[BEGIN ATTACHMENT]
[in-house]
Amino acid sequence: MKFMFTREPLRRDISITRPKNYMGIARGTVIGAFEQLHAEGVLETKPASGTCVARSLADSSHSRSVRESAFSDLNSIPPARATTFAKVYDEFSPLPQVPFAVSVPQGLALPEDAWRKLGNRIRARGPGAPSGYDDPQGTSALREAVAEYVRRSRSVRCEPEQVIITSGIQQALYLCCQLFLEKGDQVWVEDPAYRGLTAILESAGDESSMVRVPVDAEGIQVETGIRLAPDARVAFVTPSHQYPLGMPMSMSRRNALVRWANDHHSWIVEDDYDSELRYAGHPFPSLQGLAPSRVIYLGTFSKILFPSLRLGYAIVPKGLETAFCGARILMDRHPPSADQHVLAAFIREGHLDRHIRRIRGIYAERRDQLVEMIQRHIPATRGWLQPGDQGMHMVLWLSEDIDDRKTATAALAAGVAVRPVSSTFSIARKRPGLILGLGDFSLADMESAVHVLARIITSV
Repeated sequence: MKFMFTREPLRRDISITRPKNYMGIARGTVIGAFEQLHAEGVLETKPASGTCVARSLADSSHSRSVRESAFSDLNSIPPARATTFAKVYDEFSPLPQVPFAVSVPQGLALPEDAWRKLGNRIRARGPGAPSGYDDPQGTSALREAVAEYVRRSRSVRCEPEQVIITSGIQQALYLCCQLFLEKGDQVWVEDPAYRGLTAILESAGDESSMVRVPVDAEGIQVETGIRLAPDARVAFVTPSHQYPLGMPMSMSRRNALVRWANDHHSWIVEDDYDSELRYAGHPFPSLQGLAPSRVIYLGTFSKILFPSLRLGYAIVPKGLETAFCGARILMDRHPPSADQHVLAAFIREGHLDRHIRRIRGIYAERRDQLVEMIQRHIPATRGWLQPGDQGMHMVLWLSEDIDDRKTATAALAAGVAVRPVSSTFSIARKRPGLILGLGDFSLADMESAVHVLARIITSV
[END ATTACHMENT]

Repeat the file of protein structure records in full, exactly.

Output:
[in-house]
Amino acid sequence: MKFMFTREPLRRDISITRPKNYMGIARGTVIGAFEQLHAEGVLETKPASGTCVARSLADSSHSRSVRESAFSDLNSIPPARATTFAKVYDEFSPLPQVPFAVSVPQGLALPEDAWRKLGNRIRARGPGAPSGYDDPQGTSALREAVAEYVRRSRSVRCEPEQVIITSGIQQALYLCCQLFLEKGDQVWVEDPAYRGLTAILESAGDESSMVRVPVDAEGIQVETGIRLAPDARVAFVTPSHQYPLGMPMSMSRRNALVRWANDHHSWIVEDDYDSELRYAGHPFPSLQGLAPSRVIYLGTFSKILFPSLRLGYAIVPKGLETAFCGARILMDRHPPSADQHVLAAFIREGHLDRHIRRIRGIYAERRDQLVEMIQRHIPATRGWLQPGDQGMHMVLWLSEDIDDRKTATAALAAGVAVRPVSSTFSIARKRPGLILGLGDFSLADMESAVHVLARIITSV
Repeated sequence: MKFMFTREPLRRDISITRPKNYMGIARGTVIGAFEQLHAEGVLETKPASGTCVARSLADSSHSRSVRESAFSDLNSIPPARATTFAKVYDEFSPLPQVPFAVSVPQGLALPEDAWRKLGNRIRARGPGAPSGYDDPQGTSALREAVAEYVRRSRSVRCEPEQVIITSGIQQALYLCCQLFLEKGDQVWVEDPAYRGLTAILESAGDESSMVRVPVDAEGIQVETGIRLAPDARVAFVTPSHQYPLGMPMSMSRRNALVRWANDHHSWIVEDDYDSELRYAGHPFPSLQGLAPSRVIYLGTFSKILFPSLRLGYAIVPKGLETAFCGARILMDRHPPSADQHVLAAFIREGHLDRHIRRIRGIYAERRDQLVEMIQRHIPATRGWLQPGDQGMHMVLWLSEDIDDRKTATAALAAGVAVRPVSSTFSIARKRPGLILGLGDFSLADMESAVHVLARIITSV